Trump calls out political correctness in the military at event

Republican presidential candidate Donald Trump speaks at a Retired American Warriors event in Herndon, Va., Oct. 3, 2016.


By NIKKI WENTLING | STARS AND STRIPES Published: October 3, 2016

HERNDON, Va. — Speaking to a group of retired military officers — including some who said they were disciplined because of their outspoken religious beliefs — Republican presidential candidate Donald Trump said Monday he would “get away” from political correctness in the U.S. military.

“We have a politically correct military, and it’s getting more and more politically correct every day,” Trump said. “Some of the things they’re asking you to do and be politically correct about are ridiculous.”

Trump made a stop in Herndon, Va., for a town hall event in front of about 150 members of Retired American Warriors, a political action committee recently created by retired military officers who support Trump. The group focused discussion and questions Monday on political correctness, which Trump has treated as a societal scourge.

In the military, political correctness is a “social experiment,” said retired U.S. Army Lt. Gen. Jerry Boykin, who was once a commander of the Army’s elite Delta Force and works with Family Research Council, a conservative policy and lobbying organization.

Boykin, whose comments on transgender bathrooms at Hampden-Sydney College caused blowback earlier this year, told the group Monday that military training on diversity, inclusion, sexual harassment and equal opportunity “eat up valuable time” that should be used to prepare servicemembers for combat.

Trump said he planned to leave decisions on the issue to “generals and people at the top.”

“We need to have discussions with top enlisted people who know it better than anybody,” Trump said. “We’ll get military people to make recommendations, and we’ll follow those recommendations.”

Tony Perkins, president of Family Research Council, moderated parts of the event. Perkins credited Trump with action taken Thursday by Rep. Steve Scalise, R-La., and Rep. Jody Hice, R-Ga., who introduced legislation to allow churches and other nonprofit organizations to endorse candidates for public office. The Johnson Amendment, a part of tax code enacted in 1954, prohibits certain tax-exempt organizations from doing so.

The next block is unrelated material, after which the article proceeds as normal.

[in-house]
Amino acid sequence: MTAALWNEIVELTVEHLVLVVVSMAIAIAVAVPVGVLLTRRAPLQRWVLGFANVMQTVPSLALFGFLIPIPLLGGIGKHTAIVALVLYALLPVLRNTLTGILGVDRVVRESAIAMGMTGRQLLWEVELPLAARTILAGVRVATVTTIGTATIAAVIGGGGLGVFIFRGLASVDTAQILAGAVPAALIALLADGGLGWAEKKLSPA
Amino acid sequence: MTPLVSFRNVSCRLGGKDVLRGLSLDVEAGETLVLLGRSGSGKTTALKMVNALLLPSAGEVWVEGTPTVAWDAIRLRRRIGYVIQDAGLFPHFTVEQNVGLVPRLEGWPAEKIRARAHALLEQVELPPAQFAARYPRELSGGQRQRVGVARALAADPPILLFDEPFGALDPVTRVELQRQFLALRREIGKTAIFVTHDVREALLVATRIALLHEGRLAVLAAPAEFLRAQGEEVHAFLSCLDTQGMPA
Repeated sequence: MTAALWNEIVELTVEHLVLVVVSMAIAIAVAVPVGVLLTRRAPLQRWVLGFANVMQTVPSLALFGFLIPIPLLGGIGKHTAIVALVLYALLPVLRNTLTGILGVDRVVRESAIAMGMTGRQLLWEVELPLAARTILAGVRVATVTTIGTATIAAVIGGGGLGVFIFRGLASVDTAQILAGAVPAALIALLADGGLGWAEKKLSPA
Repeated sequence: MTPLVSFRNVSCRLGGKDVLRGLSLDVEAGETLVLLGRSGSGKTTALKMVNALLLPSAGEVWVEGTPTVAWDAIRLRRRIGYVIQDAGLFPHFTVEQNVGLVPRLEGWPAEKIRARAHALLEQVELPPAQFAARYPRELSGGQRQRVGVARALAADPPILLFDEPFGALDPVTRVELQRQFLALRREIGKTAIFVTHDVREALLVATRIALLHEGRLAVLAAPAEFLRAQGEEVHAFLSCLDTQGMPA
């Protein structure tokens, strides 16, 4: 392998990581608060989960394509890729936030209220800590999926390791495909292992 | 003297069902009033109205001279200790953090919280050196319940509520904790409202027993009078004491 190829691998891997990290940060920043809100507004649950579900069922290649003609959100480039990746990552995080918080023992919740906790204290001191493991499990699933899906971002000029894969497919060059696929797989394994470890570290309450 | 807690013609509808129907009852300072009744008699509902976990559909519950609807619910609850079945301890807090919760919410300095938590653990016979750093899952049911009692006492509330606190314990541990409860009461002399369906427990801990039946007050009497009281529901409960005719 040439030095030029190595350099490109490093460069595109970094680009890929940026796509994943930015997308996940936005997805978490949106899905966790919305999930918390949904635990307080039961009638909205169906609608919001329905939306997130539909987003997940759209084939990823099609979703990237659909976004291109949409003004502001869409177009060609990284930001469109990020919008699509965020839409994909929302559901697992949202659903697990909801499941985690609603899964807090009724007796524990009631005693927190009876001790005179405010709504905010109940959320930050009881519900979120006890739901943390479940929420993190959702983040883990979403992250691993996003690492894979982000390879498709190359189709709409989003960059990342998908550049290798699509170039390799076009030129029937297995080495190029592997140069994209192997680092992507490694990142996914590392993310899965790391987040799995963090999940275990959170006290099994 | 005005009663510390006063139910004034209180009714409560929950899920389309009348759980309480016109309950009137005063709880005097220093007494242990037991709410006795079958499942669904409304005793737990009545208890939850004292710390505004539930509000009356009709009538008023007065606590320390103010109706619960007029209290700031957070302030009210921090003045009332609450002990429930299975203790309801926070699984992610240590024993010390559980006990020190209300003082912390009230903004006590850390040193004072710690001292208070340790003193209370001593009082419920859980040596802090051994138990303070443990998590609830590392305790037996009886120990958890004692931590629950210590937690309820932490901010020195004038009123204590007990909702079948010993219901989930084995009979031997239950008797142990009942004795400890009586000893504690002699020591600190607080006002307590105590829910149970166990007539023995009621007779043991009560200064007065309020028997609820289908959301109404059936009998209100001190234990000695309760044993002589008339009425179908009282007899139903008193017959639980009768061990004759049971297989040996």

The Family Research Council has come out in support of the legislation. “They did that, I think in large part, due to the visibility you’ve given to the issue,” Perkins said about Trump.

The crowd stood to applaud Monday morning as Trump entered the conference room of the Westin near Washington’s Dulles Airport. They cheered throughout the event, as Trump reiterated some of his positions on national security and veterans issues, including adding an “element of surprise” to the United States’ actions against the Islamic State.

He also again called for a review of U.S. cyber defenses, saying he would put together a team to investigate suspected hackers and “rogue employees.”

“We will put together a team of the best military, civilian and private-sector cybersecurity experts,” Trump said. “We don’t want people who are B-level, C-level, D-level. Our tech is not up to date, and we’re letting it slip by.”

Trump also talked about his plan to allow veterans to go to private doctors in lieu of Department of Veterans Affairs health care, and said he would create a “robust level of performance” regarding mental health programs.

Several veterans in attendance Monday voiced concern about the active-duty force size. Trump repeated his plan to increase the size of the armed forces and boost the number of ships and aircraft. He wants to force NATO allies to contribute more for security, Trump said, and he would “cut costs from departments where money is pouring in.”

Trump’s appearance Monday was part of a larger event that included talks from leaders of conservative Christian groups.

Moderators recognized former Navy chaplain Lt. Cmdr. Wes Modder, who was removed from his post last year after allegedly being “intolerant” to those who didn’t share his religious views, according to a memo at the time from Capt. Jon Fahs, commander of the Naval Nuclear Power Training Command.

Retired Senior Master Sgt. Oscar Rodriguez was also in attendance. Rodriguez was removed from an Air Force retirement ceremony in April, over what advocates claim were remarks involving God and prayer.

During the program, Trump spoke directly to former Marine Joe Kennedy, a football coach from Bremerton, Wash., who refused to stop praying on the field. Kennedy lost his job and filed a lawsuit in August against the school district.

“So you’re not allowed to pray before a football game?” Trump said. “I thought that was horrible. I think that’s outrageous.”

Boykin said the three men represented “moral courage.”

“We have heroes of different kinds in here,” he said.

Gary Bauer, president of the conservative nonprofit American Values, said before Trump’s arrival that a class of “American elites” had “berated patriotism, equating it with some kind of ugly nationalism.”

Bauer, who also founded the conservative Campaign for Working Families PAC and served in President Ronald Regan’s administration as chief domestic policy adviser, said Trump has “called out those elites,” whom he credited as a key factor in Trump receiving the Republican nomination.

Twitter: @nikkiwentling


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